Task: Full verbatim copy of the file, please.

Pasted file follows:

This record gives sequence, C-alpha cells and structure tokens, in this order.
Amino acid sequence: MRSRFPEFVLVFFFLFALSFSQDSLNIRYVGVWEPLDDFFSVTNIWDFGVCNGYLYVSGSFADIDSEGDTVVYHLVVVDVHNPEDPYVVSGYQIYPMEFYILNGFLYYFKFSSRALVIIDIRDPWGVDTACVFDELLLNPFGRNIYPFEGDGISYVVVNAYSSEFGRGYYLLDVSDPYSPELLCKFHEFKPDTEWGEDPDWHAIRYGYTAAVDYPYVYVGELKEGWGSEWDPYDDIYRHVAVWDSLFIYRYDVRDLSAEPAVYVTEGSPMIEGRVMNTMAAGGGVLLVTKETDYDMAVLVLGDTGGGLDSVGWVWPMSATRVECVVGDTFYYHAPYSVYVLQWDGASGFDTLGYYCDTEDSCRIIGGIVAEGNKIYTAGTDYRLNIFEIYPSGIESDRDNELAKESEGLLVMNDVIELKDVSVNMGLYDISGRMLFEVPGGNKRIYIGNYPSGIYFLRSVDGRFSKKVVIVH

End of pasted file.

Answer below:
This record gives sequence, C-alpha cells and structure tokens, in this order.
Amino acid sequence: MRSRFPEFVLVFFFLFALSFSQDSLNIRYVGVWEPLDDFFSVTNIWDFGVCNGYLYVSGSFADIDSEGDTVVYHLVVVDVHNPEDPYVVSGYQIYPMEFYILNGFLYYFKFSSRALVIIDIRDPWGVDTACVFDELLLNPFGRNIYPFEGDGISYVVVNAYSSEFGRGYYLLDVSDPYSPELLCKFHEFKPDTEWGEDPDWHAIRYGYTAAVDYPYVYVGELKEGWGSEWDPYDDIYRHVAVWDSLFIYRYDVRDLSAEPAVYVTEGSPMIEGRVMNTMAAGGGVLLVTKETDYDMAVLVLGDTGGGLDSVGWVWPMSATRVECVVGDTFYYHAPYSVYVLQWDGASGFDTLGYYCDTEDSCRIIGGIVAEGNKIYTAGTDYRLNIFEIYPSGIESDRDNELAKESEGLLVMNDVIELKDVSVNMGLYDISGRMLFEVPGGNKRIYIGNYPSGIYFLRSVDGRFSKKVVIVH